UPDATE: New Year!
Happy New Year!
After a brief hiatus from the normal routines of GCW life, we are in full swing again. The ever-faithful Servants of Christ church of Gainesville provided a delicious meal on the first Sunday of the month, and the Just Faith group from St. Catherine’s of Jacksonville hosted the café this week. Our weekly scripture study begins this Tuesday and the Roundtable/Potluck on Thursday. And the Breakfast Brigade continues as always on Tuesday and Friday mornings before the crack of dawn. Click here for all the details.
We tried to set aside some time before the new year to reflect on the old one – not always an easy thing to do during the Christmas season with travel, family visits, and all the hoopla that surrounds Christmas. Earlier in the fall I had listened to an NPR interview with a young Jewish rabbi, Sharon Brous, and promised myself to take some time re-listening at the end of the year. In it she talked about leading her congregation through the Jewish High Holy Days. Rosh Hashanah is the Jewish New Year and celebration of the “birthday of the creation of the world.” There is a prayer that is recited on the high holy days of Rosh Hashanah and Yom Kippur called the U’Nesaneh Tokef:
On Rosh Hashanah shall be written and on Yom Kippur shall be sealed
how many will pass from the world and how many will be created,
who will live and who will die,…
who by water, who by fire, who by sword, who by beast,
who by famine, and who by thirst…
Who will rest and who will wander…
who will become poor and who will become rich,
who will be lowered down and who will be lifted up.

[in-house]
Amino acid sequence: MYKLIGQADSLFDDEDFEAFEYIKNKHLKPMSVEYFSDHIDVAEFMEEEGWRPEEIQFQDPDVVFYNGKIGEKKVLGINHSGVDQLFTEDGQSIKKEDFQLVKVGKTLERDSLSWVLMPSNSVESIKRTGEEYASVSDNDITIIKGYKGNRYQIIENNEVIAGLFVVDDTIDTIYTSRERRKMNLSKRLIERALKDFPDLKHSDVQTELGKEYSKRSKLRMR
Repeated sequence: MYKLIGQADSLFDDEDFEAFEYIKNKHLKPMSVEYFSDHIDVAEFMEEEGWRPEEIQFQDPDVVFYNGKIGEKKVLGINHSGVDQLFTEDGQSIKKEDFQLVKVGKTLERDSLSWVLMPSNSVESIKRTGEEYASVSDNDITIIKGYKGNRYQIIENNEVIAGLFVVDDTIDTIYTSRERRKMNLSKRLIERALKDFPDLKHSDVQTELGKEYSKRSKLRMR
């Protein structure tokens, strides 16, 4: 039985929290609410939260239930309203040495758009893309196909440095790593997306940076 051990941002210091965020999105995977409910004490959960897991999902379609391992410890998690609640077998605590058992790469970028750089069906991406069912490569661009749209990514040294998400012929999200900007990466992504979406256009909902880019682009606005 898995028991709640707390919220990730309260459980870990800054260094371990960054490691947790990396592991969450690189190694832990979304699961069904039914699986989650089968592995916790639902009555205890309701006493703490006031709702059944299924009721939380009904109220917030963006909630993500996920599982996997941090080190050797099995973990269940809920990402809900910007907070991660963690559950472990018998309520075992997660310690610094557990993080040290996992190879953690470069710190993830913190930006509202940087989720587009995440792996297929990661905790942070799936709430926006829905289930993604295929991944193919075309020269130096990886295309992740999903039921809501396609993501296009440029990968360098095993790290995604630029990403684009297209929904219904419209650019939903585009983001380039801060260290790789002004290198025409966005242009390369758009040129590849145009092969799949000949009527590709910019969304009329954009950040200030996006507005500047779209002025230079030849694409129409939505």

This is how Sharon Brous, a young rabbi, described her understanding of the meaning of the New Year:
This is a moment when we celebrate the possibility of transformation, the possibility that every single one of us can be re-created. . . [a time] in which we identify that we have a real purpose and meaning in the world and that we can redirect our lives so that we’re actually responsively going after those priorities . . . We actually have the capacity to radically transform the way we understand our lives and the world. So really this is a moment of celebration.
She goes on to describe a way to celebrate, not in spite of life’s hard truths, but because of them:
Part of the challenge of high holy days is . . . to bring people to a momentary understanding of the fragility of life, to the recognition that they might not be here next year at this time, that the people they love most in the world might not be here . [The goal of our celebration] is to push people to confront that excruciating reality for just one moment, to recognize the tragedies that have struck us as individuals and as communities, as a nation and as a world, to be very present to the reality of loss and grief and death and then, holding that pain, to be able to dance – to be able to affirm the possibility of love, and renewed life, and renewed purpose. To really live with a sense of commitment and a sense of purpose. That’s something to dance about, I think, to be able to fully live in both those places at once.
I just love a prayer/poem that combines so well the seeming incongruent ideas of fate and chance and places it all under God. I love a theology that recognizes the power of God and also our power to “help” God by recognizing, caring about, and taking action against the tragedies and injustices of the world. We don’t know what the coming year will bring for ourselves or anyone else. But may we face it squarely and with the courageous honesty to see our own part in making the world what it is. May we live lives of understanding and deep commitment in 2008. And may we all dance. -Kelli